The image of a snake weaving through the eye socket is very popular with artists in particular tattoo artists. However, it’s meaning is not as dark as it may seem. The snake is symbolic of renewal perhaps because of its ability to shed its skin. When combined with a skull it indicates that there is rebirth and resurrection.
In Aztec culture, a goddess who was also Queen of the Underworld was responsible for watching over the bones of the dead. Día de Muertos, derived from this belief, is a festival celebrated throughout Mexico and other Hispanic countries to celebrate family and to pray for their spiritual journey.
It is celebrated on October 31st in the belief that the veil separating the deceased and the living is removed to allow deceased children to visit the earth for 24 hours. It is known as Dia de Los Angelitos, “Day of the little Angels”. Adult spirits join the festivities on November 1st and are welcomed with food and drink.
Altars to the dead are erected in homes and the cemeteries where their loved ones are buried.
Lighted by a multitude of candles as part of the vigil.
Orange marigolds (Flor de Muerto) believed to attract souls are used in in the decoration of these altars and cemeteries.
Preparation for the festival begins weeks in advance where sugar art, introduced to Mexico by the European missionaries, is widespread in the stores. Sugar decorations of skulls, coffins and skeletons are created in remembrance of departed love ones. The skull is decorated with symbols representative of the departed soul with the name written on the forehead. Always cheerful and colorful to capture the memory of the loved one, they are placed on the gravestone to welcome the soul.
Calaveros is a Spanish word meaning skull that has also become known as a satirical poem during the festival. Fake obituaries are written in poetic form to make fun of people and are often slightly insulting.
The time had finally come Don Hugo was taken away The skinny one named “Death” just had her way.
A piece of cake went down his throat That made him sound just like a goat There was no milk at hand you see So blue and purple he came to be.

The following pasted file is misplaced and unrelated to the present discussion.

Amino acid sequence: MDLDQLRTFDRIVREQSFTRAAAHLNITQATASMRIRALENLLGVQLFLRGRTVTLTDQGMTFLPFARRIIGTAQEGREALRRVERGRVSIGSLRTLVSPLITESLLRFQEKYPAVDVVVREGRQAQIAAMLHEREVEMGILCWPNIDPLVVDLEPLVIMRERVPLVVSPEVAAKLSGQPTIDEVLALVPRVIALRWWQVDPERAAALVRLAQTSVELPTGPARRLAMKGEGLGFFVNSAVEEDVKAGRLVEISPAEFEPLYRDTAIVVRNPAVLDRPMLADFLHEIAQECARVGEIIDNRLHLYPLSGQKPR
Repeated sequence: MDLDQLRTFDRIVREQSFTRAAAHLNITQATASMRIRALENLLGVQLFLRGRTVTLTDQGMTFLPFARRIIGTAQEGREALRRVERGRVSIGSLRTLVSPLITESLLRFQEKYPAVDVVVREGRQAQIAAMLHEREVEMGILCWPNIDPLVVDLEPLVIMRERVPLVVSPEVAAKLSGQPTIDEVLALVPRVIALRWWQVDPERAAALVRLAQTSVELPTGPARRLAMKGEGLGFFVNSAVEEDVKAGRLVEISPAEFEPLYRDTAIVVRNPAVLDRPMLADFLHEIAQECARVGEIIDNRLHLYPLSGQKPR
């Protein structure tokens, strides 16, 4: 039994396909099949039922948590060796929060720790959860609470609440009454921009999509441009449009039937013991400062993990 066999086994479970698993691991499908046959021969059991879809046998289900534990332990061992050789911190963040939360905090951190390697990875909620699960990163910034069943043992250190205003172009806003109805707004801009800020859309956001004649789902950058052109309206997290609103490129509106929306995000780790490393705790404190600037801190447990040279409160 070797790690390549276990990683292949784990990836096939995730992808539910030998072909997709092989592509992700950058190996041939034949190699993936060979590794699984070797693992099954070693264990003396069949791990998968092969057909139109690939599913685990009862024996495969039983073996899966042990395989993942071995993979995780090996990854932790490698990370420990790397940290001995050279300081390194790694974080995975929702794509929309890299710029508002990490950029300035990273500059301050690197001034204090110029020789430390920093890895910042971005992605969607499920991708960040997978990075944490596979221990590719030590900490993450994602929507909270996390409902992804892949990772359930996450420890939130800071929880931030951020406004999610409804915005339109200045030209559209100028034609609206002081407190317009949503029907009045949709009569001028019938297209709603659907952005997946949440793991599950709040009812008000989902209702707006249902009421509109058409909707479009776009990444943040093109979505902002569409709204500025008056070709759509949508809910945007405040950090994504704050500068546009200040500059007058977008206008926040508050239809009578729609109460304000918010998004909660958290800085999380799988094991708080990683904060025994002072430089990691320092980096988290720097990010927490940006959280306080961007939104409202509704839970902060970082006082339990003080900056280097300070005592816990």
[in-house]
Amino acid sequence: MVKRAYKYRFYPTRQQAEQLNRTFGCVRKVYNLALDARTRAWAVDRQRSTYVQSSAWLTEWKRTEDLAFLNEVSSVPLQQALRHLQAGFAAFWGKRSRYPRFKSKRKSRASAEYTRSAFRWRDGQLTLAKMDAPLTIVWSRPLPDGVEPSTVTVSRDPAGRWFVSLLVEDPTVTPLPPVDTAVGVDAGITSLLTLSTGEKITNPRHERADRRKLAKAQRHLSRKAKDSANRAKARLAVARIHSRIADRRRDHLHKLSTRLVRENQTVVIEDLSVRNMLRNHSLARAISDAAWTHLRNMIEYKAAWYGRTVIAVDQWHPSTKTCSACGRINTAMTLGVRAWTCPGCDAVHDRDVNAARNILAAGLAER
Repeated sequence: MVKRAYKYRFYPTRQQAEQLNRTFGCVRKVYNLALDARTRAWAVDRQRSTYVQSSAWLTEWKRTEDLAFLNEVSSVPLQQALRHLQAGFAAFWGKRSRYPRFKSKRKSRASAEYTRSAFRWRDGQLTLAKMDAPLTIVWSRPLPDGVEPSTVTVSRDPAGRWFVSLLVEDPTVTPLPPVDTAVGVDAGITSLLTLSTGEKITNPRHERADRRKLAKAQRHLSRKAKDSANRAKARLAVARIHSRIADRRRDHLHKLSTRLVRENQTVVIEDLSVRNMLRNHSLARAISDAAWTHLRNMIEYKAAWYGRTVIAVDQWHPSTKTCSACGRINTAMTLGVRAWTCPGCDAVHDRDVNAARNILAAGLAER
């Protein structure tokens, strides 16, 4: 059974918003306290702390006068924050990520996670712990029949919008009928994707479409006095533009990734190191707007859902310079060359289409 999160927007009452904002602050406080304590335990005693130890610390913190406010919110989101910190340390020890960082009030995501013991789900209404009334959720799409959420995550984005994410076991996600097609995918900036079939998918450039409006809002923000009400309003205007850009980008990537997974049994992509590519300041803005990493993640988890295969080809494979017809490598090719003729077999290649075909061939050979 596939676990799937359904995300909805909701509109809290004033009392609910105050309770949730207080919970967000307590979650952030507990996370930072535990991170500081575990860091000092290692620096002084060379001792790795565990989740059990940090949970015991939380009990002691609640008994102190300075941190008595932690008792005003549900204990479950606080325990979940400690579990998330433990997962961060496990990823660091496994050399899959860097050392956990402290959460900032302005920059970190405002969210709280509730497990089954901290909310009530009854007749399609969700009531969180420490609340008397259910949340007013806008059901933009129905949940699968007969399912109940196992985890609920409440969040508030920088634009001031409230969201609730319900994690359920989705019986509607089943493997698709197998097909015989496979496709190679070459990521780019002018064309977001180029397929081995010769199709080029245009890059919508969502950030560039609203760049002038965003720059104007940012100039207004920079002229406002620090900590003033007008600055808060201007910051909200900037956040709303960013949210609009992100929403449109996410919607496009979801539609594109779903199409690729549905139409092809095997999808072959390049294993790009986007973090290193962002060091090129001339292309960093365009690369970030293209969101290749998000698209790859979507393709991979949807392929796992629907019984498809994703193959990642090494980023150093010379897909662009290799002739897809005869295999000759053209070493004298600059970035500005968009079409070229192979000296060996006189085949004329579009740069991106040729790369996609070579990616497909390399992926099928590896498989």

Don’t cry Hugo dear For in our hearts we will still hear The goatly sounds that you did make And in your name, we’ll have some cake.
City newspapers publish these poems in a special section. Writers are also hired by the newspaper to mock famous people and politicians.
A frequent feature on gravestones, the skull is a symbol of death, mortality, penitence, and sin. It appears in several formats.
SKULL & CROSSED BONES
Symbolic of crucifixion, death, and mortality.
The fear which this ancient symbol of death inspires led pirates to adopt it as an emblem upon their black flags and chemists to use it to denote poison. The combination when it appears on tombstones means, “He is dead.”
See yonder flower that scents the air How sweet it blooms How swift it fades! Just such is man in youth how fair How chang’d his form when death invades! Yet fades the flower to bloom again And we shall rise with Christ to reign.
As measured notes of set music we pass in fast or slow marches to the grave.
Gently this spot in solemn silence tread Let none disturb the relics of these dead Their souls have waft themselves to God on high But here all round this stone their bodies lie.
In my Father’s house are many mansions.
It is interesting to note that this skull is accompanied with only one bone. Curious and puzzling.
Lo! Lost remembrance drops a pious tear And holy friendship stands a mourner here.
This sculptured panel contains only the crossbones, and they are intersected with workman’s tools; a pick, a shovel, and a spade.
Blessed are the dead which die in the Lord They rest from their labours and their works do follow them.
The skull represented here also displays crossed arrows and an hourglass, both of which symbolize mortality.
I am the Resurrection and the Life He that believeth in me though he were dead yet shall he live.
The badly eroded stone displays a dove flying above a skull and represents the resurrection of the soul.
A winged skull symbolizes the ascension into heaven, and the flight of the soul from mortal man.
Sometimes called death’s heads or winged death, it represents the fleeting nature of life and impending death. It was once a common motif on New England tombstones.
80% of the carvings on gravestones in Copps Hill Cemetery, Boston, bear the winged skull symbol.
No flat ring marble rules the traveler here The spot is sacred to affections dear He was in life what artful men pretend Companion, parent, neighbour, Christian, friend. 1802
Hail sweet repose not shall we rest No more with sickness be distressed Here from all sorrows find release Our souls shall dwell in endless peace. 1789
No longer was my life No longer was my breath God called me home in early life Because he thought it best. 1805
Though far from home in distant land My flesh returns to dust In hopes to rise when Jesus calls And dwell among the just. 1808
Life’s painful toils are over Its pilgrimage is ended And to a purer happier shore Her spirit hath ascended. 1808